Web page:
Cut it Out

How often do we get in the habit of buying something, and not even pay attention to how we’re spending our money anymore? Every Friday, I used to treat myself to a giant coffee roll on the way to work. It was my reward for surviving another week (and at my job at the time, I needed all the morale boosters I could find!). After a while though, I realized I didn’t really even like them anymore, but it had become part of my routine. Now certainly, a coffee roll won’t break the bank but it’s a couple of bucks every week that does add up over time.

Take a moment to think about your routine expenses. Is there anything you can do without? Maybe it’s a daily latte, cable, or the gym membership you haven’t used in months. Your road to a frugal life begins with getting rid of those things you don’t need or use.

Avoid convenience items: pre-cut or prepared foods can carry a hefty surcharge, and things like disposable cleaning wipes are pretty pricey for what you get. In fact, cleaning products in general are kind of a rip off, especially when you consider things like baking soda and vinegar are such great universal cleaners and are a fraction of the cost. I’m working on transitioning over to natural/DIY cleaners and will write about it someday. Until I do, check out my  Go Natural!: Cleaning Pinterest board and be sure to follow to keep up with all of the other great resources I find.

Paper plates can be convenient sometimes but it’s wasteful for your bank account and the environment. Cloth napkins will cost more up front but you’ll quickly make up the expense. Plus, they’re prettier and less wasteful. Bonus.

Speaking of disposables, I haven’t used dryer sheets for nearly a decade and my clothes come out fresh and soft. Ditch the sheets and keep the money for something better. While you’re getting rid of disposables, do away with paper towels, sandwich bags, and even disposable sponges for more sustainable options. Your wallet, and the environment, will thank you.

Don’t buy, borrow

This is one of the best tricks in the frugal person’s bag. The sharing economy had led to an explosion of borrowing options. This is great for you because rather than buy something you need once, you can borrow if for a fee and then return it. Not only does it cut down on expenses, it cuts down on your clutter.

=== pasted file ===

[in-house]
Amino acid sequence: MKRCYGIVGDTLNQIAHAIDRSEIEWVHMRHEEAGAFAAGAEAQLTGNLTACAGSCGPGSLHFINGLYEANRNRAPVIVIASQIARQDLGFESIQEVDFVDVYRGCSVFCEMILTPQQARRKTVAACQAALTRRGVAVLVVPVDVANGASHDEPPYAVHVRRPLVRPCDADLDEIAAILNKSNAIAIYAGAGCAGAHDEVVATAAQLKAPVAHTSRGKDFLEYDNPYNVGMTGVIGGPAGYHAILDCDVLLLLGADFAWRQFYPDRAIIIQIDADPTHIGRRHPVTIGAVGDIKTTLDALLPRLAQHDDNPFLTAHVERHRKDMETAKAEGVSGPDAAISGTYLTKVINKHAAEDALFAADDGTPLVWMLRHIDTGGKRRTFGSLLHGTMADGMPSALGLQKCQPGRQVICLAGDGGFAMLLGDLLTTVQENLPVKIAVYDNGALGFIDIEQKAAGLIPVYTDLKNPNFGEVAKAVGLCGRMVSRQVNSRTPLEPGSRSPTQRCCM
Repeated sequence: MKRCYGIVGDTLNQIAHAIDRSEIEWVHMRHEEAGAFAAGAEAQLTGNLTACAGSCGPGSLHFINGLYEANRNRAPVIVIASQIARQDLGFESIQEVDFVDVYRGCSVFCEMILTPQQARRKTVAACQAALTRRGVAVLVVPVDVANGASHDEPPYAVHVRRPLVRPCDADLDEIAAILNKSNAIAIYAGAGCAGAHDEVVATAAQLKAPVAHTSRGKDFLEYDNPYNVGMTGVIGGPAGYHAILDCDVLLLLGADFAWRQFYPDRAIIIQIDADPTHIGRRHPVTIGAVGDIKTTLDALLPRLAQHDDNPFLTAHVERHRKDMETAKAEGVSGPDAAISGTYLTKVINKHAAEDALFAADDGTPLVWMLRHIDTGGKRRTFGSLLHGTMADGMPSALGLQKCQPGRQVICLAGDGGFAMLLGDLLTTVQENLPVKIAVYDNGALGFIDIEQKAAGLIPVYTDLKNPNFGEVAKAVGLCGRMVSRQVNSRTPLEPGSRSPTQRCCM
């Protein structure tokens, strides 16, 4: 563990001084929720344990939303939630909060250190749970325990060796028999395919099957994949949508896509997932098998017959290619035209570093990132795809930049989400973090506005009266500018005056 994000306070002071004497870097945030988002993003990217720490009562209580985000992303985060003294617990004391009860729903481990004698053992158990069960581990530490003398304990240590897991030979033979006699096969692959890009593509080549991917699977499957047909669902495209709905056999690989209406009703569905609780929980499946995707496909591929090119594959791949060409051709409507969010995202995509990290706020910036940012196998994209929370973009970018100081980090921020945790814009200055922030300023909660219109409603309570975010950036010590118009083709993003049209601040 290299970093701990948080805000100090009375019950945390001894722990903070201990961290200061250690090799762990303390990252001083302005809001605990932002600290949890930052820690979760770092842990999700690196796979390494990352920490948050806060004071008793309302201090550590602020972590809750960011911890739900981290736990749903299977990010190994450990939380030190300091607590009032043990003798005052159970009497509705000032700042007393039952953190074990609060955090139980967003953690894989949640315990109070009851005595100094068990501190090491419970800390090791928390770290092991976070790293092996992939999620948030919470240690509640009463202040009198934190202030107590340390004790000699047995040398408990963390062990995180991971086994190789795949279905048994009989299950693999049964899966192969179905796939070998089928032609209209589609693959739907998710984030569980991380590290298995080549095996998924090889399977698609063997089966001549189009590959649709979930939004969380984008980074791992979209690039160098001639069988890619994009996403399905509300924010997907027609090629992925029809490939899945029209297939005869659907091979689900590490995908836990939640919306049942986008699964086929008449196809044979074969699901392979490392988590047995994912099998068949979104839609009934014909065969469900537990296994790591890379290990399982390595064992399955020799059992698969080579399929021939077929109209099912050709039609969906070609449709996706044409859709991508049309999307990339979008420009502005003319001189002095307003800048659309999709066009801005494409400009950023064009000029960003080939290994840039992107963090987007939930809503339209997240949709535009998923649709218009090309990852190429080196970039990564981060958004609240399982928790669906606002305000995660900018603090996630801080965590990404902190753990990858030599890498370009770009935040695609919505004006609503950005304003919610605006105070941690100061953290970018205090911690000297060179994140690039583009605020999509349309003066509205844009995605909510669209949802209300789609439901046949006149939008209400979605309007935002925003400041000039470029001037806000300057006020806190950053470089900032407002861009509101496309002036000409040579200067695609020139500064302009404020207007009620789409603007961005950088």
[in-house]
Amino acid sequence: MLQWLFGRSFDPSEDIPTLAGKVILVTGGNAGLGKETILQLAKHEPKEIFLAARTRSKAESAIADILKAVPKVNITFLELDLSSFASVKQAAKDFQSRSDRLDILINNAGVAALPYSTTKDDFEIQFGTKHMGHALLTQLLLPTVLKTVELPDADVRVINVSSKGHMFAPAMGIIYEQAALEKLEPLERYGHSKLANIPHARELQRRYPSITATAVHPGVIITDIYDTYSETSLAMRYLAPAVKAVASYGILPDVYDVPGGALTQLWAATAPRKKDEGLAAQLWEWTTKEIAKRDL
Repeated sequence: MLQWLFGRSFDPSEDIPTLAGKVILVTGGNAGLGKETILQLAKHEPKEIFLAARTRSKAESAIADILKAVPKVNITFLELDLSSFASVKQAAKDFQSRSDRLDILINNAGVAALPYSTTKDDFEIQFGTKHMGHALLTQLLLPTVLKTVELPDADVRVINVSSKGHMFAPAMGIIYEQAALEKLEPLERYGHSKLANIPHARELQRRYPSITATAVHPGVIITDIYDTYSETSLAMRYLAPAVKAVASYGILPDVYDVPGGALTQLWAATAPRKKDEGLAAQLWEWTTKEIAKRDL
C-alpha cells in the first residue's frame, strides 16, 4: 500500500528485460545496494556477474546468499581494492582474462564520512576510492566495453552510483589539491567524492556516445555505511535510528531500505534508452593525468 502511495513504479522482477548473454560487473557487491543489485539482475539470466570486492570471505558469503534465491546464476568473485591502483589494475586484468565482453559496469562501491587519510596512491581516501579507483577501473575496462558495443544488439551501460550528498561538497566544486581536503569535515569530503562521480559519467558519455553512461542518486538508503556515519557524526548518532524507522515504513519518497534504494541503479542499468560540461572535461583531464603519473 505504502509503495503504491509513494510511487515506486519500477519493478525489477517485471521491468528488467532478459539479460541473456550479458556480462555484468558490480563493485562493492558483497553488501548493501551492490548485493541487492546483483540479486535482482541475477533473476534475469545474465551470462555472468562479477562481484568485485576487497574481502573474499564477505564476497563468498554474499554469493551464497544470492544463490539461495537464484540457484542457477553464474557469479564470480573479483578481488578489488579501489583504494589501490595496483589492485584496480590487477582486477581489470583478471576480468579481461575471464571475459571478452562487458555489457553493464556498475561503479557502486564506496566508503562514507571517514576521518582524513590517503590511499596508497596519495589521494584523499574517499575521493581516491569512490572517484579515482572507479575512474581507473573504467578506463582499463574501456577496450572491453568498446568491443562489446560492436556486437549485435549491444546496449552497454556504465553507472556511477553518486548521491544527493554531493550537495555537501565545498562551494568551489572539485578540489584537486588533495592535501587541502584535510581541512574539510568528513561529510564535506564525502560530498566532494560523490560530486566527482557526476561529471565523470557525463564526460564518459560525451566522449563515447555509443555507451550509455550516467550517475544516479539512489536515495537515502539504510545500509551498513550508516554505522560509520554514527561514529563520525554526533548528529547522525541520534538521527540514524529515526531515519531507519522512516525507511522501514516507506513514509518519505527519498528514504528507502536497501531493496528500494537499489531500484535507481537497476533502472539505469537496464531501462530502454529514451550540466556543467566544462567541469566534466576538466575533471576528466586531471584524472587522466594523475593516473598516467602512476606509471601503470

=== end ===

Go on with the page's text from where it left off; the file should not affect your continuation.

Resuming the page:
Here are some of my favorite rental options:

  1. Library: With all the talk about the sharing economy, sometimes we forget the original source of borrowing. If you haven’t had a library card since elementary school, it’s time to get one. Borrow books and movies to entertain yourself or your family for hours.
  2. Home improvement stores: Many have tool rental programs so you don’t have to buy an expensive tool that you will only use once. Often, they also have pickup trucks that you can rent pretty cheaply if you need to haul stuff.
  3. Textbooks: This wasn’t an option when I was in college, but rather than buy your college books, rent them. Amazon has a rental program and you can do a web search for more options.
  4. Zipcar: Cars are huge expenses but for many of us, it’s hard to get by without one. But maybe if you’re a two car family you can get by on one, and use a service like Zipcar to supplement.

Something Old, or Something New?

If you decide buying something rather than borrowing makes sense, does it have to be new? Thrift and consignment stores are becoming trendy places to shop for apparel, home goods, and kids stuff. Many electronics stores and online retailers offer refurbished computers and phones for a steep discount. And a used car often makes more financial sense than a new one.